Sun facts are interesting to note, because the sun is such an important part of our lives. The sun is a star and is also called as “yellow G2 dwarf”, which is quite close to the earth (just 93 million miles away, i.e. 150 million km) and is made of hot gases, containing around 70% hydrogen and nearly 28% helium by mass and the remaining made of metals that is less than 2%.
Perhaps one of the well know sun facts is the composition of the sun is similar to the earth and comprises hydrogen, helium, calcium, sodium, magnesium, and iron. The sun is about 4.5 billion years old and is extremely hot. The core of the Sun is at least 10 million degrees. Without the sun, life on earth is impossible. According to many myths the sun is regarded as the supreme power house of heat energy, which makes life possible on Earth.
From the inspiring sun facts, we learn that the Sun is a giant red hot spinning ball, formed by nuclear fusion reaction. It is responsible for photosynthesis in green plants, and is the main source of all fossil fuels and food. The interaction and connection between the earth and the sun drive the ocean currents, seasons and climate.
Layers: The outermost shell of the Sun is the photosphere, and the inner shell is the corona. In between the outer and the core lies the chromosphere.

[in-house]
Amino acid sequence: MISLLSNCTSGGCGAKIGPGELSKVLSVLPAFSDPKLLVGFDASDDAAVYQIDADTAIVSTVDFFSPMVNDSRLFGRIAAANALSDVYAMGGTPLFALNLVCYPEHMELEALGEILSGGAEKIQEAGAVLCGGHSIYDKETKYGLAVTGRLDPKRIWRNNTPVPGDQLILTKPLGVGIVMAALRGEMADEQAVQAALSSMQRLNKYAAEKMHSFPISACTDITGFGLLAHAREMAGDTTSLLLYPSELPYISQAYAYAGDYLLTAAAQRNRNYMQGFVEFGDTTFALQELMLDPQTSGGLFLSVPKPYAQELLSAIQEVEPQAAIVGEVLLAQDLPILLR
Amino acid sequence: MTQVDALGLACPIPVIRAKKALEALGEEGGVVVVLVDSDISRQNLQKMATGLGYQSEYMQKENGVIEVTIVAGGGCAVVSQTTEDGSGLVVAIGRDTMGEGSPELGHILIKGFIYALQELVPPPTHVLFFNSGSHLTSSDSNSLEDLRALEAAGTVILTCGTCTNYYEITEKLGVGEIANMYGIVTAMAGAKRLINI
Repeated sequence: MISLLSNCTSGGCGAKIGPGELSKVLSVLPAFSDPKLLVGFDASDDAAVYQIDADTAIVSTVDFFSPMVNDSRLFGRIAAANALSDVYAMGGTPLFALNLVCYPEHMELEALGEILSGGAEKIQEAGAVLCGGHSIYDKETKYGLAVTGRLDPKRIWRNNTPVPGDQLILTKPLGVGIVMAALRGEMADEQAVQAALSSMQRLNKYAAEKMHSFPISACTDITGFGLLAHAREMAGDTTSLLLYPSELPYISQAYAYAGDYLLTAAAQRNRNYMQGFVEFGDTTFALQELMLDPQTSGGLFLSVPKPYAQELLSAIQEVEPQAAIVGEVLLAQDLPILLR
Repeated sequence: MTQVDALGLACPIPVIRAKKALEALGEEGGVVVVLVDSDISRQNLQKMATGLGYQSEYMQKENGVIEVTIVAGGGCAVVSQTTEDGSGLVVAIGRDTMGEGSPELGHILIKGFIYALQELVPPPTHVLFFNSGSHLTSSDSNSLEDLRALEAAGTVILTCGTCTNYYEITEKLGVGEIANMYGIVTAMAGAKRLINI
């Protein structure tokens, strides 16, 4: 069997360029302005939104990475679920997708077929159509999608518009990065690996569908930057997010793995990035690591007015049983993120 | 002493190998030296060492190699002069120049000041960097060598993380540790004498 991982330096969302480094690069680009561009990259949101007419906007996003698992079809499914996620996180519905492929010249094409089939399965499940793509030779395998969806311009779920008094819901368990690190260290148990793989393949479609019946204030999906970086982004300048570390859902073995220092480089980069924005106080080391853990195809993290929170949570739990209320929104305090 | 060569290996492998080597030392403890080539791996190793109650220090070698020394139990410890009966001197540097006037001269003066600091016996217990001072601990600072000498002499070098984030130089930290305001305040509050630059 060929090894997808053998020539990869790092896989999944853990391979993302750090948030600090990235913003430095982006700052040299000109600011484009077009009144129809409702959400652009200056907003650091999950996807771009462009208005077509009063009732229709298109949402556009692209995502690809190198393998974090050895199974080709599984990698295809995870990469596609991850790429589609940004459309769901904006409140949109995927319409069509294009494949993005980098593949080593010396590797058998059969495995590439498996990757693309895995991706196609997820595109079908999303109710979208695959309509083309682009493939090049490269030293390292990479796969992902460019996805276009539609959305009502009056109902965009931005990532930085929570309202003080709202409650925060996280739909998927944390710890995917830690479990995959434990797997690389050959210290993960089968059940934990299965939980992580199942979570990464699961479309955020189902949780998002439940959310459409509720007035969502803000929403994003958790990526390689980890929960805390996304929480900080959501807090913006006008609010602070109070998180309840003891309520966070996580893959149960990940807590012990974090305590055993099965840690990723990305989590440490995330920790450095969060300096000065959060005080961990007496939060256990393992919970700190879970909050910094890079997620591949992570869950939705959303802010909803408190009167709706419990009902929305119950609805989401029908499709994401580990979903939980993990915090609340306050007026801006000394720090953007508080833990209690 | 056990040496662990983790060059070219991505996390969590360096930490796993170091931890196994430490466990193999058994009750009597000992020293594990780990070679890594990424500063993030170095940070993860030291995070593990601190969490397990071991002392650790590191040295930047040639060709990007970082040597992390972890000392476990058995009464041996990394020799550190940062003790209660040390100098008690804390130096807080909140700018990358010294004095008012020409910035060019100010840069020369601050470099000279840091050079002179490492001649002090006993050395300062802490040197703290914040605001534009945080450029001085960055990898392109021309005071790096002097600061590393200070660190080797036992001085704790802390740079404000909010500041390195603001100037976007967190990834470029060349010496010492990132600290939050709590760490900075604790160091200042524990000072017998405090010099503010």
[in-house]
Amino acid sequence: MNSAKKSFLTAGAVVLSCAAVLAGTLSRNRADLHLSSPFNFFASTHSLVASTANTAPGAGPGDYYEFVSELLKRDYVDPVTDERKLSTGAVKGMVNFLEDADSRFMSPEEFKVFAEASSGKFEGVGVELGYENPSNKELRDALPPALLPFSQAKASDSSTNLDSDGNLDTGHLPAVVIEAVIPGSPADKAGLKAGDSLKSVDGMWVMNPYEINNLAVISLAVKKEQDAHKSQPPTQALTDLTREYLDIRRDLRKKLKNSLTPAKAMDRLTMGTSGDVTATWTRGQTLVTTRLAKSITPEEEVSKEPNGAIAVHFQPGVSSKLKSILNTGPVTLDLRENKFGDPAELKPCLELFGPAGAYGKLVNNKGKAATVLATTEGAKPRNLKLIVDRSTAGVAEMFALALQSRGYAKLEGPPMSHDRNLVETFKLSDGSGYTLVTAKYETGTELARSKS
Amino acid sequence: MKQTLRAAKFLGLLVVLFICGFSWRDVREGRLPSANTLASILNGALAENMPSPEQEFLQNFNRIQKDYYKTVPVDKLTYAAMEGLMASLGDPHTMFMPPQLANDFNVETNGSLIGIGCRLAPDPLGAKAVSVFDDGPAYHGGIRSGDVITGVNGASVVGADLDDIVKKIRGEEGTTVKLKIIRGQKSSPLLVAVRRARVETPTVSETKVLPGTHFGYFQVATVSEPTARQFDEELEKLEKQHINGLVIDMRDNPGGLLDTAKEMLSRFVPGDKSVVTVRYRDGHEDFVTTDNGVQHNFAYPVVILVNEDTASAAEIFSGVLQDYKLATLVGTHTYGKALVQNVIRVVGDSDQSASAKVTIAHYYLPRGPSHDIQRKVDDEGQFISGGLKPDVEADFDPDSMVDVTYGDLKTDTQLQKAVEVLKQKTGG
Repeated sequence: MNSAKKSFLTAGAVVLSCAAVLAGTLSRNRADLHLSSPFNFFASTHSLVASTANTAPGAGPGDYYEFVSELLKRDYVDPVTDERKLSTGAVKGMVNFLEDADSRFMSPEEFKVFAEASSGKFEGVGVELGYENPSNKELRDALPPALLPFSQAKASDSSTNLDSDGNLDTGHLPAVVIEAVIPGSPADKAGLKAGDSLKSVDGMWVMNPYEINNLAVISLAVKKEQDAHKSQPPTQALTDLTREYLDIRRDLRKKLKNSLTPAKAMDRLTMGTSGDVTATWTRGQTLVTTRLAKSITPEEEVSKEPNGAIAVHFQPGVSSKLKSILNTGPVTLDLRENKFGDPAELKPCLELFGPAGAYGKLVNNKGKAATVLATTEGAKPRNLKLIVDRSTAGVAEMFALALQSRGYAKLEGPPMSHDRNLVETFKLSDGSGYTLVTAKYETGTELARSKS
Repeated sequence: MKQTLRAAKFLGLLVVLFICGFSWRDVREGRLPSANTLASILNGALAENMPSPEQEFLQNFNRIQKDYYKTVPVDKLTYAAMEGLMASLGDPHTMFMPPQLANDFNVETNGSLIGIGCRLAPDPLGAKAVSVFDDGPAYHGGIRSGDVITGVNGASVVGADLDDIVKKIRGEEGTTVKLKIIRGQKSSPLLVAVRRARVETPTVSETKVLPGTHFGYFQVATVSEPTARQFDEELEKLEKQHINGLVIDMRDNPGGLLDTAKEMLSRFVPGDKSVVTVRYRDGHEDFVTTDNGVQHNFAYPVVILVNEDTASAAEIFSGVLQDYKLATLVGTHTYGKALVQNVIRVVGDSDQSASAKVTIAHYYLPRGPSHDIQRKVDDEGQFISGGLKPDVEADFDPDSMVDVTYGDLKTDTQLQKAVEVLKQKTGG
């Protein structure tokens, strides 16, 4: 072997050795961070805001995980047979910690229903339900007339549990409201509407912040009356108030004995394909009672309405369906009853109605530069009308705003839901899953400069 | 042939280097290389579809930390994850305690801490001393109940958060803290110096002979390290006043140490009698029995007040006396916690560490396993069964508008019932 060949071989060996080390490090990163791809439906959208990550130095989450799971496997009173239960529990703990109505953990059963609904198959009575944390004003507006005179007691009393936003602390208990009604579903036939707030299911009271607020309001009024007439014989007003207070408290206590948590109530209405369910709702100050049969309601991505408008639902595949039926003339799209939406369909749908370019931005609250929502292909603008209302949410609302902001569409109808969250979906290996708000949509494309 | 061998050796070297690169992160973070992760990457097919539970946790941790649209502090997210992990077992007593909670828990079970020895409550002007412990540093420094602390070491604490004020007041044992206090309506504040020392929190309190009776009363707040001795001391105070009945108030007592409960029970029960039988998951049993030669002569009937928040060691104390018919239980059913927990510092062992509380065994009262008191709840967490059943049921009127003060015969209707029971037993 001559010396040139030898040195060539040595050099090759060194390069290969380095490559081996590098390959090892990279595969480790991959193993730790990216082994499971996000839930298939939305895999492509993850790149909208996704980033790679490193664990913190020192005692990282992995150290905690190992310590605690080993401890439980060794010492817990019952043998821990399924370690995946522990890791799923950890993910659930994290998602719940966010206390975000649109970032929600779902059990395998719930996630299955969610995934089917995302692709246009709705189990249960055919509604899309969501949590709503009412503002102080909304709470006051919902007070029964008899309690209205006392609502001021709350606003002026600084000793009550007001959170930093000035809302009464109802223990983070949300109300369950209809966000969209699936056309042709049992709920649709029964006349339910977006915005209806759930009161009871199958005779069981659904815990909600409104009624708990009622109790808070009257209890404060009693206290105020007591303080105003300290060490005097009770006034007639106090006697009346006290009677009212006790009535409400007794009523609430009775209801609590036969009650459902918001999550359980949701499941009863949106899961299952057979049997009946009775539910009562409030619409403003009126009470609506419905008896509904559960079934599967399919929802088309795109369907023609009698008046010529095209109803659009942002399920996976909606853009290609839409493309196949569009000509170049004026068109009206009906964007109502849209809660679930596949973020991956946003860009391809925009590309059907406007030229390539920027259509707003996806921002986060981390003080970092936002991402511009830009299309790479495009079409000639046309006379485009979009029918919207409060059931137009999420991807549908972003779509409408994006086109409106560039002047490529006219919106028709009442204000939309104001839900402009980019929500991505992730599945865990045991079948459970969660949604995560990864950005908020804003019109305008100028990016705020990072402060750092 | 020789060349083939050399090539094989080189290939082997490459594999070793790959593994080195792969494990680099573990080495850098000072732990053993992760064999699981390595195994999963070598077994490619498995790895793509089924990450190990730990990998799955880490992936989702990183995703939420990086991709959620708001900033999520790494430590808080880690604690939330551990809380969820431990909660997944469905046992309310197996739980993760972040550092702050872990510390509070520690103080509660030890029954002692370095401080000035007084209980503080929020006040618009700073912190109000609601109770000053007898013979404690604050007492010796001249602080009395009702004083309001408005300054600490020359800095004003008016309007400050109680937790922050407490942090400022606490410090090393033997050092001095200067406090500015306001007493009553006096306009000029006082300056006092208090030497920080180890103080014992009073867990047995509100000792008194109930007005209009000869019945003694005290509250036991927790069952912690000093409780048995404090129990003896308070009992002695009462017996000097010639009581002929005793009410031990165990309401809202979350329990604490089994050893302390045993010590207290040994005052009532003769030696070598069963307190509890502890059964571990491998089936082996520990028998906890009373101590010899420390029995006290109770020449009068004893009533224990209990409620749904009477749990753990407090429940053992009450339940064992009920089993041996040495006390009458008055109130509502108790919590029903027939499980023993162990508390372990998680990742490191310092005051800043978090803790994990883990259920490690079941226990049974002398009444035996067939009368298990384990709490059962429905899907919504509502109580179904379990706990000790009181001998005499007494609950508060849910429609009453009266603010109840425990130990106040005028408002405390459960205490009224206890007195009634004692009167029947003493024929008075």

Sun facts: The Sun has a diameter of 1.4 million km (870,000 miles), mass of 330,000 x Earth, density of 1.41 (water=1), distance to nearest star of 4.3 light years, solar wind speed of 3 million km/hour, luminosity of 390 billion megawatts, surface temperature of 5,500o C (9,932o F) and core temperature of 14 million o C (22.5 million o F). The rotation period of the sun at the equator is equal to 25 earth days, while the rotation period at poles is equal to 35 Earth days.
Yet another fact from the plethora of spectacular sun facts is the presence of sunspots on the surface of the sun. These sunspots are nothing but magnetic regions on the sun. The strength of these magnetic fields is at least a thousand times stronger than the earth’s magnetic field. These sunspots are found in groups, and are divided into two different sets.
Sunspots are actually just cool regions; they just look dark in comparison to the surrounding regions. However, they can be quite large, as much as 50,000 km in diameter. These sunspots are formed due to complex and unexplained interactions with the Sun's magnetic field.
Solar flares can sometimes leave the sun and zoom towards Earth. When high speed particles from the sun contact the earth's magnetic field it produces a lighting effect known as the aurora.
The sun's magnetic field is very strong (by terrestrial standards) and very complicated. Its magnetosphere (also known as the heliosphere) extends well beyond Pluto.
Fate of Sun: In the near future, the hydrogen in the sun will run out. Our star will burst and we may see a white dwarf.